|Publication number||US8037264 B2|
|Application number||US 11/585,363|
|Publication date||Oct 11, 2011|
|Filing date||Oct 23, 2006|
|Priority date||Jan 21, 2003|
|Also published as||EP1918828A1, US20070106857, US20120030174|
|Publication number||11585363, 585363, US 8037264 B2, US 8037264B2, US-B2-8037264, US8037264 B2, US8037264B2|
|Inventors||G. Paul Koning, Peter C. Hayden, Paula Long, Hsin H. Lee, Vasudevan Subramanian, Lazarus J. Vekiarides, Satyanarayana R. Goluguri|
|Original Assignee||Dell Products, L.P.|
|Patent Citations (82), Non-Patent Citations (28), Classifications (10), Legal Events (2) |
|External Links: USPTO, USPTO Assignment, Espacenet|
Distributed snapshot process
US 8037264 B2
Systems and methods for providing an efficient partitioned resource server are disclosed. The partitioned resource server includes a plurality of individual servers, and the individual servers support a storage service. The systems and methods provide archiving processes for partitioned resources. To this end, the systems and process include a snapshot process operating on a server and capable of coordinating with other snapshot processes operating on the other servers for generating state information representative of the state of the partitioned resources.
1. A system for providing a partitioned storage service, comprising:
at least two networked servers,
a plurality of resources partitioned across the servers, such that a first subset of a resource is stored on a first server and a second subset of a resource is stored on a second server, with one of the first or second servers responsible for allowing access to the resource as a whole by networked clients;
at least one of the first and second servers maintaining a routing table indicating which of the first or second servers is responsible for which subset of a resource; and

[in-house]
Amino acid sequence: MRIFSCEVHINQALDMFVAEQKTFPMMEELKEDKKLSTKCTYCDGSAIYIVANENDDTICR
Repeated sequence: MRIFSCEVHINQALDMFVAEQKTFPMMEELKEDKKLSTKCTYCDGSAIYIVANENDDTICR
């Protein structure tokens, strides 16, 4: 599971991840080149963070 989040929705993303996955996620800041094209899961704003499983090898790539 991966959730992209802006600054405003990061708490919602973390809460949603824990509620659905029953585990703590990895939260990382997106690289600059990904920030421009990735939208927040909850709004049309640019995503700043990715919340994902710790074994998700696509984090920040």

a snapshot process operating on the servers, with the snapshot process operating on the first server holding data of at least the first subset of the partitioned resources being capable of coordinating with at least one other snapshot process operating on the second server holding data of the second subset of the partitioned resources, for generating a snapshot of those portions of the partitioned resources maintained by its respective server, and for generating snapshot state information representative of the state of the partitioned resources on each respective server, the snapshot state information being representative of a state of partitioned data maintained by each respective server, including at least information concerning a file structure of such data.
2. The system according to claim 1, wherein the snapshot process operating on one of the servers coordinates with snapshot processes operating on all other servers that hold data of the subsets of the partitioned resources residing on the one server.
3. The system according to claim 2, wherein a further step of coordinating snapshot processes between servers includes a time-stamp process for time stamping a command that coordinates at least one other snapshot process.
4. The system according to claim 1, wherein the snapshot process includes a request control process for processing requests received by the respective server.
5. The system according to claim 4, wherein the request control process includes a suspend process for suspending processing of requests by the respective server.
6. The system according to claim 4, wherein the request control process includes a time-stamp process for time stamping requests received by the respective server.
7. The system according to claim 1, wherein the snapshot process further includes a process for analyzing suspended requests to determine requests received after a selected time.
8. The system according to claim 1, further including an archive process for employing the state information to create a copy of a partitioned resource.